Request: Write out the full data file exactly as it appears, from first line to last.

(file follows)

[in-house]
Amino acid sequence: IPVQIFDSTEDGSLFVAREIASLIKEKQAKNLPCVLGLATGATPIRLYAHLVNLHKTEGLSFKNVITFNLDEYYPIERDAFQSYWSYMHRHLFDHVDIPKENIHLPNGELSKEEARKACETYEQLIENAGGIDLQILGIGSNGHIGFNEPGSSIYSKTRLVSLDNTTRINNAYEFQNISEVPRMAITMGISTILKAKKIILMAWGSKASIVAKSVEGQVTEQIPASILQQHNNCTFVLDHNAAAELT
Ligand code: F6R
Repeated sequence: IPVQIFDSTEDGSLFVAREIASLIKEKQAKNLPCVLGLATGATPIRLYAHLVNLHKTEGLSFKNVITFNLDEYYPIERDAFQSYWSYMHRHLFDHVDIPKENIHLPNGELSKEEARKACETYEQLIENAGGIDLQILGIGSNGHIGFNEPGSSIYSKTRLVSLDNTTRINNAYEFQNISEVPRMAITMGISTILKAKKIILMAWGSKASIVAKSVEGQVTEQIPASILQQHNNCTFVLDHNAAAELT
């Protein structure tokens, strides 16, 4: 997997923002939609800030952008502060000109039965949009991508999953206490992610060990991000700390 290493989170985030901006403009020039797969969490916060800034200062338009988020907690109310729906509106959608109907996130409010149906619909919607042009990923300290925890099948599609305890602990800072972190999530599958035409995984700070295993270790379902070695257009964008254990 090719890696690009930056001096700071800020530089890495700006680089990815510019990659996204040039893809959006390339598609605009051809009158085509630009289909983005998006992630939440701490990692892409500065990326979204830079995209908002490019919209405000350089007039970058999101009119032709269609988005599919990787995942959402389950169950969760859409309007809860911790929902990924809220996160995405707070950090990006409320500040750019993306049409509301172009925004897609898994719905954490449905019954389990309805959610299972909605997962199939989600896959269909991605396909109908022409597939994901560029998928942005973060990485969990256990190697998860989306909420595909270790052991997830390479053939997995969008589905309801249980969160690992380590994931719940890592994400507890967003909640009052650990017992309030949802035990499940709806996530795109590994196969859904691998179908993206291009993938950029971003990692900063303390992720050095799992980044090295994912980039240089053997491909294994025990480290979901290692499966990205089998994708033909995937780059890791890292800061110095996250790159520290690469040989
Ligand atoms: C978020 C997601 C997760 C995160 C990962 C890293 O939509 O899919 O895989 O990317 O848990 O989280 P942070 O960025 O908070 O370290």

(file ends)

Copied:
[in-house]
Amino acid sequence: IPVQIFDSTEDGSLFVAREIASLIKEKQAKNLPCVLGLATGATPIRLYAHLVNLHKTEGLSFKNVITFNLDEYYPIERDAFQSYWSYMHRHLFDHVDIPKENIHLPNGELSKEEARKACETYEQLIENAGGIDLQILGIGSNGHIGFNEPGSSIYSKTRLVSLDNTTRINNAYEFQNISEVPRMAITMGISTILKAKKIILMAWGSKASIVAKSVEGQVTEQIPASILQQHNNCTFVLDHNAAAELT
Ligand code: F6R
Repeated sequence: IPVQIFDSTEDGSLFVAREIASLIKEKQAKNLPCVLGLATGATPIRLYAHLVNLHKTEGLSFKNVITFNLDEYYPIERDAFQSYWSYMHRHLFDHVDIPKENIHLPNGELSKEEARKACETYEQLIENAGGIDLQILGIGSNGHIGFNEPGSSIYSKTRLVSLDNTTRINNAYEFQNISEVPRMAITMGISTILKAKKIILMAWGSKASIVAKSVEGQVTEQIPASILQQHNNCTFVLDHNAAAELT
């Protein structure tokens, strides 16, 4: 997997923002939609800030952008502060000109039965949009991508999953206490992610060990991000700390 290493989170985030901006403009020039797969969490916060800034200062338009988020907690109310729906509106959608109907996130409010149906619909919607042009990923300290925890099948599609305890602990800072972190999530599958035409995984700070295993270790379902070695257009964008254990 090719890696690009930056001096700071800020530089890495700006680089990815510019990659996204040039893809959006390339598609605009051809009158085509630009289909983005998006992630939440701490990692892409500065990326979204830079995209908002490019919209405000350089007039970058999101009119032709269609988005599919990787995942959402389950169950969760859409309007809860911790929902990924809220996160995405707070950090990006409320500040750019993306049409509301172009925004897609898994719905954490449905019954389990309805959610299972909605997962199939989600896959269909991605396909109908022409597939994901560029998928942005973060990485969990256990190697998860989306909420595909270790052991997830390479053939997995969008589905309801249980969160690992380590994931719940890592994400507890967003909640009052650990017992309030949802035990499940709806996530795109590994196969859904691998179908993206291009993938950029971003990692900063303390992720050095799992980044090295994912980039240089053997491909294994025990480290979901290692499966990205089998994708033909995937780059890791890292800061110095996250790159520290690469040989
Ligand atoms: C978020 C997601 C997760 C995160 C990962 C890293 O939509 O899919 O895989 O990317 O848990 O989280 P942070 O960025 O908070 O370290």